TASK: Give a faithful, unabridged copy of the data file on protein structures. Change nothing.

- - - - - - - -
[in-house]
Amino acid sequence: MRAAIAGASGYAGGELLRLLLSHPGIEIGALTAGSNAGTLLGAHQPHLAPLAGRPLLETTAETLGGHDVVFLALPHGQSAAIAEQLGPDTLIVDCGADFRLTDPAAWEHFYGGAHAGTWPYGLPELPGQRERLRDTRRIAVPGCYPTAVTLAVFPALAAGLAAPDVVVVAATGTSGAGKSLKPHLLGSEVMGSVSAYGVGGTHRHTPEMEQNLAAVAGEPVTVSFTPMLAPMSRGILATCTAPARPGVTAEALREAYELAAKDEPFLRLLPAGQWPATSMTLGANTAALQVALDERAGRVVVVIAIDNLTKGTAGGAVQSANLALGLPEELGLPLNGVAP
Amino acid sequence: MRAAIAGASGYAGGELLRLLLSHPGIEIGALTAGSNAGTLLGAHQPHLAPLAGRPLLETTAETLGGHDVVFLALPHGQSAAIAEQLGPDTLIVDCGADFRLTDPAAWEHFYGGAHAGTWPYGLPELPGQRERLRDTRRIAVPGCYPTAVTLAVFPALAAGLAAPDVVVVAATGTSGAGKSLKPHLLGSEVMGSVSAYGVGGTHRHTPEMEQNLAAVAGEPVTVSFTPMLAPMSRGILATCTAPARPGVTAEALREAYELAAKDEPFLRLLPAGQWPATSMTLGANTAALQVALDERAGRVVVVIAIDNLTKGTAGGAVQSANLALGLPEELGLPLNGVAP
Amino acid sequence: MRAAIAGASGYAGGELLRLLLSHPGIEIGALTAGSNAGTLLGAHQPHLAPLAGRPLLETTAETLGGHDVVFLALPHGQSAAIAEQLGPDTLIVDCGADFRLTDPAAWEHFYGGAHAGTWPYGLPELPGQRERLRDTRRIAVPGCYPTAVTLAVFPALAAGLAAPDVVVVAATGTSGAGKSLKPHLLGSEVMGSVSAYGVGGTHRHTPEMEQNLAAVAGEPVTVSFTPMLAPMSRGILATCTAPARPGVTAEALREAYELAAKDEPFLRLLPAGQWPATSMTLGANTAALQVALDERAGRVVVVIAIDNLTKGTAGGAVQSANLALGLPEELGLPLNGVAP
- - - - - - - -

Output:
[in-house]
Amino acid sequence: MRAAIAGASGYAGGELLRLLLSHPGIEIGALTAGSNAGTLLGAHQPHLAPLAGRPLLETTAETLGGHDVVFLALPHGQSAAIAEQLGPDTLIVDCGADFRLTDPAAWEHFYGGAHAGTWPYGLPELPGQRERLRDTRRIAVPGCYPTAVTLAVFPALAAGLAAPDVVVVAATGTSGAGKSLKPHLLGSEVMGSVSAYGVGGTHRHTPEMEQNLAAVAGEPVTVSFTPMLAPMSRGILATCTAPARPGVTAEALREAYELAAKDEPFLRLLPAGQWPATSMTLGANTAALQVALDERAGRVVVVIAIDNLTKGTAGGAVQSANLALGLPEELGLPLNGVAP
Amino acid sequence: MRAAIAGASGYAGGELLRLLLSHPGIEIGALTAGSNAGTLLGAHQPHLAPLAGRPLLETTAETLGGHDVVFLALPHGQSAAIAEQLGPDTLIVDCGADFRLTDPAAWEHFYGGAHAGTWPYGLPELPGQRERLRDTRRIAVPGCYPTAVTLAVFPALAAGLAAPDVVVVAATGTSGAGKSLKPHLLGSEVMGSVSAYGVGGTHRHTPEMEQNLAAVAGEPVTVSFTPMLAPMSRGILATCTAPARPGVTAEALREAYELAAKDEPFLRLLPAGQWPATSMTLGANTAALQVALDERAGRVVVVIAIDNLTKGTAGGAVQSANLALGLPEELGLPLNGVAP
Amino acid sequence: MRAAIAGASGYAGGELLRLLLSHPGIEIGALTAGSNAGTLLGAHQPHLAPLAGRPLLETTAETLGGHDVVFLALPHGQSAAIAEQLGPDTLIVDCGADFRLTDPAAWEHFYGGAHAGTWPYGLPELPGQRERLRDTRRIAVPGCYPTAVTLAVFPALAAGLAAPDVVVVAATGTSGAGKSLKPHLLGSEVMGSVSAYGVGGTHRHTPEMEQNLAAVAGEPVTVSFTPMLAPMSRGILATCTAPARPGVTAEALREAYELAAKDEPFLRLLPAGQWPATSMTLGANTAALQVALDERAGRVVVVIAIDNLTKGTAGGAVQSANLALGLPEELGLPLNGVAP